[0014] Motors (e.g., hermetic motors) may be utilized to drive a compressor of a heating, ventilating, air conditioning, and refrigeration (HVAC&R) system. Motors produce heat during operation as a result of winding resistance and eddy current losses from the electrical current that is supplied to the motor. The heat produced by the motor transfers thermal energy to a motor housing, thereby increasing a temperature of the motor. Accordingly, at least a portion of a cooling system may be included in the motor housing to absorb the thermal energy and reduce the temperature of the motor (e.g., cool the motor). In some embodiments, the cooling system circulates refrigerant from a refrigerant loop of the HVAC&R system into the motor housing to absorb the thermal energy in the motor housing. For example, refrigerant (e.g., the cooling fluid of the cooling system) is directed from a condenser of the HVAC&R system and into the motor housing to absorb thermal energy generated during operation of the motor. The refrigerant may then be directed back to the refrigerant loop of the HVAC&R system from the motor. In some cases, the refrigerant is directed to the motor from an expansion device where the refrigerant expands from a liquid state into a vapor state or a mixture of liquid and vapor.

[0015] Some cooling systems for motors (e.g., hermetic motors) include a relatively restricted flow path for the refrigerant to flow within the motor housing. For example, cooling systems may have a helical coil configured to flow a refrigerant and wrapped around the motor jacket to place refrigerant in a heat exchange relationship with components of the motor (e.g., the rotor, the stator, and/or bearings). The refrigerant flows through the helical coil, which may include a relatively small diameter and a relatively long length. The refrigerant experiences a high pressure drop and low flow rate through the helical coil, which may cause the refrigerant to vaporize within the helical coil. Further, the helical coil limits exposure of the refrigerant to an outer surface of the motor jacket, thereby reducing an amount of thermal energy transfer between the refrigerant and the motor components. For example, gaps may be formed between turns of the helical coil around the motor jacket and/or the helical coil may not overlap with itself around the motor jacket to cover a sufficient surface area of the outer surface of the motor jacket. Therefore, helical coil cooling systems may not provide sufficient thermal energy transfer for systems that use a low pressure refrigerant. As used herein, low pressure refrigerants may include refrigerants that have a normal boiling point of about 19 degrees Celsius (66 degrees Fahrenheit) at one atmosphere of pressure. As used herein, "normal boiling point" may refer to a boiling point temperature measured at one atmosphere of pressure.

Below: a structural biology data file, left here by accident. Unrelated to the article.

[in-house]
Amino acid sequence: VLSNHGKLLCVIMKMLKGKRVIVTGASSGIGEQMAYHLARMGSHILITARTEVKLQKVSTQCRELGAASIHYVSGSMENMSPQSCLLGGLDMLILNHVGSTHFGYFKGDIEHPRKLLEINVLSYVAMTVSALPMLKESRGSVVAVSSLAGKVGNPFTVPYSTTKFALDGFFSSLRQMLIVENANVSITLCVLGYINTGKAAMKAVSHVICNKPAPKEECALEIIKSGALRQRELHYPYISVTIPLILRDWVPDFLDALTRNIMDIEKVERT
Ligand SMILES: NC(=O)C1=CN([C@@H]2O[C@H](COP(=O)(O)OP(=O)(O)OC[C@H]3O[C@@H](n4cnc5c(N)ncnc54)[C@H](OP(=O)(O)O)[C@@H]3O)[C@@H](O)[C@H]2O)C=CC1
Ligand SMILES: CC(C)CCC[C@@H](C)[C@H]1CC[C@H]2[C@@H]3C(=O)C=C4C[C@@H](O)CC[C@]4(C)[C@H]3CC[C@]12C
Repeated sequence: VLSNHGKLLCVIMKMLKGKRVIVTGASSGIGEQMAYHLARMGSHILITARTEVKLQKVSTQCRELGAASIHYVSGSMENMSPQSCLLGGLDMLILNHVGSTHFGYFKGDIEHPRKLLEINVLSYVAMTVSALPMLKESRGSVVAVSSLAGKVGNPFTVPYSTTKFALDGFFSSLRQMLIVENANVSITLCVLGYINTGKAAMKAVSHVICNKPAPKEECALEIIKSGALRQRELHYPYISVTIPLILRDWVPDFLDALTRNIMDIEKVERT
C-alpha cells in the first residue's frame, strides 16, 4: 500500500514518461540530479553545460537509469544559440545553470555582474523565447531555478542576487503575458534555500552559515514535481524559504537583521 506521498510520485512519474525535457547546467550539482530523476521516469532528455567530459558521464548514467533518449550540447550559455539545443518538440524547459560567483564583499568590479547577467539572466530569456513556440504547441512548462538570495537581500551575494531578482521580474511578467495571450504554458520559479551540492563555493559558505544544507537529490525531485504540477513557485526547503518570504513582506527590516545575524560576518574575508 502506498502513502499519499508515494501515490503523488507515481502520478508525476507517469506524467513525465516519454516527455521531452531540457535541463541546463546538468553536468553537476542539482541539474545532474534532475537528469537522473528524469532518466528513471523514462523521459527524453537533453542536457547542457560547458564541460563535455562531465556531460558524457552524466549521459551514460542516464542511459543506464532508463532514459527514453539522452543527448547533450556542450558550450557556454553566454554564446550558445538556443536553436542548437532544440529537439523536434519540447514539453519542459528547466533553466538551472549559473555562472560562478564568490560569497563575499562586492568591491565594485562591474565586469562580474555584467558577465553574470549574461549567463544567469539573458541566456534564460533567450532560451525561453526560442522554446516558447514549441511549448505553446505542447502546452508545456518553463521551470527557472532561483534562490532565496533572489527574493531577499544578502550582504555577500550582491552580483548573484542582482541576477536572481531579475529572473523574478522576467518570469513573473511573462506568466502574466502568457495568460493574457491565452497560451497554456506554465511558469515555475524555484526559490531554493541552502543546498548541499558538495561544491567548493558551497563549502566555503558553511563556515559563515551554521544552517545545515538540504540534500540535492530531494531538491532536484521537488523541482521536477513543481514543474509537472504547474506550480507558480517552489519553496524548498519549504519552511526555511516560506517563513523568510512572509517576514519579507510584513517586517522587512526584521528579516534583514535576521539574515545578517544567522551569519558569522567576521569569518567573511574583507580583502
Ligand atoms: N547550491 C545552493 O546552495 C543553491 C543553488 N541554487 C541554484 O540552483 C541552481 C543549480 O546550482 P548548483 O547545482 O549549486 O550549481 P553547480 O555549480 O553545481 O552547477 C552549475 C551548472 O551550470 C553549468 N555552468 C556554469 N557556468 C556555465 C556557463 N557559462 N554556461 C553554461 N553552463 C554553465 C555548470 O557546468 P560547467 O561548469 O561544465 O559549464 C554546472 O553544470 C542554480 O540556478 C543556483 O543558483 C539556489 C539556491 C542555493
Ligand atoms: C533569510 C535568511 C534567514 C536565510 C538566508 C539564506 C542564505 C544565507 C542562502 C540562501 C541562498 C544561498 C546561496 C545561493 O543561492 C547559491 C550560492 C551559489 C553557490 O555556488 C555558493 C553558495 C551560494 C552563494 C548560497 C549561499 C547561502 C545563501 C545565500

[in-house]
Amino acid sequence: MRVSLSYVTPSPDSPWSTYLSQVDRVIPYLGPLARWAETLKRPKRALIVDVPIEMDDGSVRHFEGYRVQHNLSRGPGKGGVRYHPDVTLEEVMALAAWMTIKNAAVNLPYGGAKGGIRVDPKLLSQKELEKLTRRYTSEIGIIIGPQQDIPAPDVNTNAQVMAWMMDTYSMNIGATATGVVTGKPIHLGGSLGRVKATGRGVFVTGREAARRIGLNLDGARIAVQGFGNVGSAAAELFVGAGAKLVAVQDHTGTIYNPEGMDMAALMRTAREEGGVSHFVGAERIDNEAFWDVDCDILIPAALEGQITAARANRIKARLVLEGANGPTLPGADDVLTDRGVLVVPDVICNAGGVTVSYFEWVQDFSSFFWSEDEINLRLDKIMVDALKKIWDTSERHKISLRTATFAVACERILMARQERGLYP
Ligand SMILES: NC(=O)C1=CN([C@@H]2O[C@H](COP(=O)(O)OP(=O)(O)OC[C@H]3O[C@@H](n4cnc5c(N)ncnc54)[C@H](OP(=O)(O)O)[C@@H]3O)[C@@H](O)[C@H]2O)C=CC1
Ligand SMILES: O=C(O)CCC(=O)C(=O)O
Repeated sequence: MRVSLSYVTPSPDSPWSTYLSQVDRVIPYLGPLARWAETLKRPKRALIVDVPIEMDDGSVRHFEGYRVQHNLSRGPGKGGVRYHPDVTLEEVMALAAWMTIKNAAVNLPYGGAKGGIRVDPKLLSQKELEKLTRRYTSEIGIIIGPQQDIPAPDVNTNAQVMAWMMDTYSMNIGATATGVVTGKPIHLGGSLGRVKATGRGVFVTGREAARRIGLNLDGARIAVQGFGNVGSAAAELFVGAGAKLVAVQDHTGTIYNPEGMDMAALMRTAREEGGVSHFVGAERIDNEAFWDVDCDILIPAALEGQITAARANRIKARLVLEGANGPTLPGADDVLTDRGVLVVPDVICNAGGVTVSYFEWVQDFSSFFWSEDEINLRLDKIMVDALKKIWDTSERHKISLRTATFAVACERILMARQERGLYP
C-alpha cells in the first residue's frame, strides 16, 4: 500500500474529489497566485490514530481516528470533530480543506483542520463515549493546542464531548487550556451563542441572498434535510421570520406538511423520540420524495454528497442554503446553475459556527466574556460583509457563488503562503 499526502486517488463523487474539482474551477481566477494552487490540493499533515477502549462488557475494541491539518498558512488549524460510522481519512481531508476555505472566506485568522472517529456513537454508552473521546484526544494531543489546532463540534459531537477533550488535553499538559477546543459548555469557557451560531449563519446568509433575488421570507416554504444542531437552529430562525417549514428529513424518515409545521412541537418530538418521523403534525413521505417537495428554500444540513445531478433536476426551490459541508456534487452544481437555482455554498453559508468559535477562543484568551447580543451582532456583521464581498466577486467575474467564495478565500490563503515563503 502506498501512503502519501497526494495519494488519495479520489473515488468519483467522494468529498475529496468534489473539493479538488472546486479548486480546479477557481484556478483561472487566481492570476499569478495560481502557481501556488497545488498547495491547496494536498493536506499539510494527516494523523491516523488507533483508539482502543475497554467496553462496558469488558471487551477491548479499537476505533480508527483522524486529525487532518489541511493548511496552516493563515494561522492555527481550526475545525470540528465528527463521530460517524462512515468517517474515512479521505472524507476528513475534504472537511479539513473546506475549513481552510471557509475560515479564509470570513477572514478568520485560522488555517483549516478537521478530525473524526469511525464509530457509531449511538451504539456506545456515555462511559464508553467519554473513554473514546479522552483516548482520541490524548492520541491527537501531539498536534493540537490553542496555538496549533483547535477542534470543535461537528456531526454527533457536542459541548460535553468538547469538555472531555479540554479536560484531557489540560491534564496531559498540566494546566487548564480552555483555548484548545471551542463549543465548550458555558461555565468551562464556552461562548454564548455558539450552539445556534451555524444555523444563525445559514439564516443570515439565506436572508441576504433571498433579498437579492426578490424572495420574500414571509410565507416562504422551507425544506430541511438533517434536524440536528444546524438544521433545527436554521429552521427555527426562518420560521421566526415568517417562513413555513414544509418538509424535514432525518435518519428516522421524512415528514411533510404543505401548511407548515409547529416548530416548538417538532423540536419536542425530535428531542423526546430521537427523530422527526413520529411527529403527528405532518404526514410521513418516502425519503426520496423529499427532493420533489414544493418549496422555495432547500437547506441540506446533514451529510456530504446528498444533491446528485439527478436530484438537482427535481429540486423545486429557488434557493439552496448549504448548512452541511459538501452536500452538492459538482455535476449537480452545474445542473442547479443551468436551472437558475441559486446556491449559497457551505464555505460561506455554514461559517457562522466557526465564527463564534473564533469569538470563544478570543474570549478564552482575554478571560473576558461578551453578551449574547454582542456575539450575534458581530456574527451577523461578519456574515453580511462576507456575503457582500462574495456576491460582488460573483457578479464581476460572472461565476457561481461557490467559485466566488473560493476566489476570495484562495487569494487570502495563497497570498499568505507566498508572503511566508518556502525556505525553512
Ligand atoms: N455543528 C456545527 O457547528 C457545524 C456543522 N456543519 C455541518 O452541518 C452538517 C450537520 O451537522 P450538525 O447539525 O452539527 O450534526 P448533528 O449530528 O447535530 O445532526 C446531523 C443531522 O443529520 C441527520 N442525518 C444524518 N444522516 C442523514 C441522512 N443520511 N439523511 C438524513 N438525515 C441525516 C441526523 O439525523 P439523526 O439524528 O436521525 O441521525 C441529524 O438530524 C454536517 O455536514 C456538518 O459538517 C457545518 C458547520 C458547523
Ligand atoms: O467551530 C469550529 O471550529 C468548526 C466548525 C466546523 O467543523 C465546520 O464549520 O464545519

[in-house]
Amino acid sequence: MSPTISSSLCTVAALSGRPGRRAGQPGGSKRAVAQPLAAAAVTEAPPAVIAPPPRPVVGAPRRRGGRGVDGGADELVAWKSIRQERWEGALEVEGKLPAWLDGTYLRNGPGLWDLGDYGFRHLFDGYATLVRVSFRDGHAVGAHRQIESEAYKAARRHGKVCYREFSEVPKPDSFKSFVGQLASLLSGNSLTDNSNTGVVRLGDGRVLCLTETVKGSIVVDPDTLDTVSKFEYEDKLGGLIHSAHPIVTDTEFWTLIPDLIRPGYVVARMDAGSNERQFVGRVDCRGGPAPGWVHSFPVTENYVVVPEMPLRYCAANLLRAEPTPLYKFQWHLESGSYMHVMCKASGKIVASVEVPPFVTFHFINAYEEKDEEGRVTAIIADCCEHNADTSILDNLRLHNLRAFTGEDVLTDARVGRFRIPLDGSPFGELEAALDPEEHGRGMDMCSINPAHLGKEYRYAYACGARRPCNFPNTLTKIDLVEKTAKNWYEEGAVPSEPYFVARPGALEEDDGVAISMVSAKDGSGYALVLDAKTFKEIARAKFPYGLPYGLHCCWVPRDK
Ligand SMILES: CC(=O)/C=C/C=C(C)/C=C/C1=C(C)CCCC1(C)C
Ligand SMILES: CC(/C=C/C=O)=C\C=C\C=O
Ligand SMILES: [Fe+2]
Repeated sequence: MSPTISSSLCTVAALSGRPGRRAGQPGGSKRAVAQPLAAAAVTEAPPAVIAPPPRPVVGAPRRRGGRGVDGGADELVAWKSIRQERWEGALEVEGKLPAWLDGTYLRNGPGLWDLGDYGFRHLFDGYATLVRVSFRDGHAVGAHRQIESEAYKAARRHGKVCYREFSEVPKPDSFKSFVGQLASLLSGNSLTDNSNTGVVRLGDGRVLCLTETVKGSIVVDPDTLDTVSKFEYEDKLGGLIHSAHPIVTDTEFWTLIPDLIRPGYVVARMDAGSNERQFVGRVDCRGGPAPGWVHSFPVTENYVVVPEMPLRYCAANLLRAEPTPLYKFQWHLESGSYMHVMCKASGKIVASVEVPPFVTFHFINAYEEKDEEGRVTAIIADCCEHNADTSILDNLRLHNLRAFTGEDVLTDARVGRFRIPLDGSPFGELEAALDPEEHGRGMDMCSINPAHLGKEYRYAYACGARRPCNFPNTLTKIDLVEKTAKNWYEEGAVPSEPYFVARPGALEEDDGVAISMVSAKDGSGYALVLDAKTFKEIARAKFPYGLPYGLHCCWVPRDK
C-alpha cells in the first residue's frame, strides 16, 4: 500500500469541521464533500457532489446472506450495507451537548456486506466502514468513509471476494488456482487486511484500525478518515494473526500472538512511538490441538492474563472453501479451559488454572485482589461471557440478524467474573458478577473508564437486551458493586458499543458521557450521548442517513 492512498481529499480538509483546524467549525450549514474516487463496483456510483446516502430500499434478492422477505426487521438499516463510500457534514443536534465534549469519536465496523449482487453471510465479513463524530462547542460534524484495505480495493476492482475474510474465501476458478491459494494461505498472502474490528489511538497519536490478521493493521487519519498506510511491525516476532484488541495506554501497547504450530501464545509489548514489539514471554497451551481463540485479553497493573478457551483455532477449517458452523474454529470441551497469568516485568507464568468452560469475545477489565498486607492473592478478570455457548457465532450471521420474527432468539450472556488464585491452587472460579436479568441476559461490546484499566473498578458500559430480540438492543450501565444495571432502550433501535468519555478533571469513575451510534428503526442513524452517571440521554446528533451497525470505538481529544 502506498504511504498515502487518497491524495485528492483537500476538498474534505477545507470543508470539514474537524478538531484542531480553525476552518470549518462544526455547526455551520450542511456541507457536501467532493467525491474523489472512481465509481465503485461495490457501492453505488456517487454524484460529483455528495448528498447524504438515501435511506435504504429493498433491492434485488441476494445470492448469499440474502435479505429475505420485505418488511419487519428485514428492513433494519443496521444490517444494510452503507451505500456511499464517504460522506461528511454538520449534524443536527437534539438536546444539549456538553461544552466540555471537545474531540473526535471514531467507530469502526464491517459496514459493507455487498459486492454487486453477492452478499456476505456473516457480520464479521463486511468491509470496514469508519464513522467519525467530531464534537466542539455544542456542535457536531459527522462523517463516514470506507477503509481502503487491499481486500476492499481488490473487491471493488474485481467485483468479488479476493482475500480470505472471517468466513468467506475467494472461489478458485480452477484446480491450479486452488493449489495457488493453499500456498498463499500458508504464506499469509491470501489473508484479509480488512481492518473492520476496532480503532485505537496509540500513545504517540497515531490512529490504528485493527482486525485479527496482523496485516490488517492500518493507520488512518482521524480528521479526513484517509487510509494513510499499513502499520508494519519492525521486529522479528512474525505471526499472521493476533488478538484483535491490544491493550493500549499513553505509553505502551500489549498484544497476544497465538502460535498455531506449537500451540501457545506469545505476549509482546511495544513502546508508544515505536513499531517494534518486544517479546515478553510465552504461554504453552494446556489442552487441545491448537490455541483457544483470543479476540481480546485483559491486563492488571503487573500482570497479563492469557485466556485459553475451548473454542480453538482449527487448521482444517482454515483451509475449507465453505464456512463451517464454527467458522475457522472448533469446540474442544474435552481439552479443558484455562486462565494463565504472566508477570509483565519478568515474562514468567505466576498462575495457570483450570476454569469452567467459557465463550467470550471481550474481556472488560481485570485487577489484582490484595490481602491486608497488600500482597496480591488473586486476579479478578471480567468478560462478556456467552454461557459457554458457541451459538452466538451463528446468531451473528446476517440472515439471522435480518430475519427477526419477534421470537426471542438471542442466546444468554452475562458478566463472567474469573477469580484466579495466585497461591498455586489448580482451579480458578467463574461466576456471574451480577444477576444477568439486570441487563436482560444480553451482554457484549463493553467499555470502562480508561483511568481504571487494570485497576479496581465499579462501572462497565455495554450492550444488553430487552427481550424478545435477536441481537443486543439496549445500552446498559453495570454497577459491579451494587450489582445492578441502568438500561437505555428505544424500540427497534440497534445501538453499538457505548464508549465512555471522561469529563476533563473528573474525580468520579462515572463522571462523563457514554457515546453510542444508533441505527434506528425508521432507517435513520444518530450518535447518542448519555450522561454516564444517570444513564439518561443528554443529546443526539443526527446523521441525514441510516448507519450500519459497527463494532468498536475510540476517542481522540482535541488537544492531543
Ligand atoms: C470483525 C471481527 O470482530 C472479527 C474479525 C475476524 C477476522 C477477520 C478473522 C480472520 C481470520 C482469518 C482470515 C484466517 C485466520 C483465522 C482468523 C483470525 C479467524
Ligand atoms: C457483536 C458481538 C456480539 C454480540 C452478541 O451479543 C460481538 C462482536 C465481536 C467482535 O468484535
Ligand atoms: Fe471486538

[0016] The present disclosure is directed to an improved hermetic motor cooling system that reduces pressure drop and increases an amount of thermal energy transfer between the refrigerant and motor components within a motor housing, such that a low pressure refrigerant may effectively be utilized in an HVAC&R system. In some embodiments, the cooling system includes an annulus formed in the motor housing that surrounds windings of the stator of the motor. Refrigerant from the HVAC&R system may fill the annulus before being discharged through a plurality of openings spaced about the annulus. The discharged refrigerant may then directly contact at least a portion of the stator to absorb thermal energy from the stator and cool the motor housing. The annulus of the cooling system distributes the refrigerant evenly over a portion of the stator to enhance an amount of thermal transfer occurring in the motor housing. Further, the annulus enables a pressure drop of the refrigerant through the motor housing to be reduced because the flow path of the refrigerant through the annulus is relatively short when compared to the flow path of the refrigerant through existing cooling systems (e.g., the helical coil). As such, embodiments of the HVAC&R system disclosed herein, may improve an efficiency of the motor and increase the operating range of the compressor and/or the refrigeration system.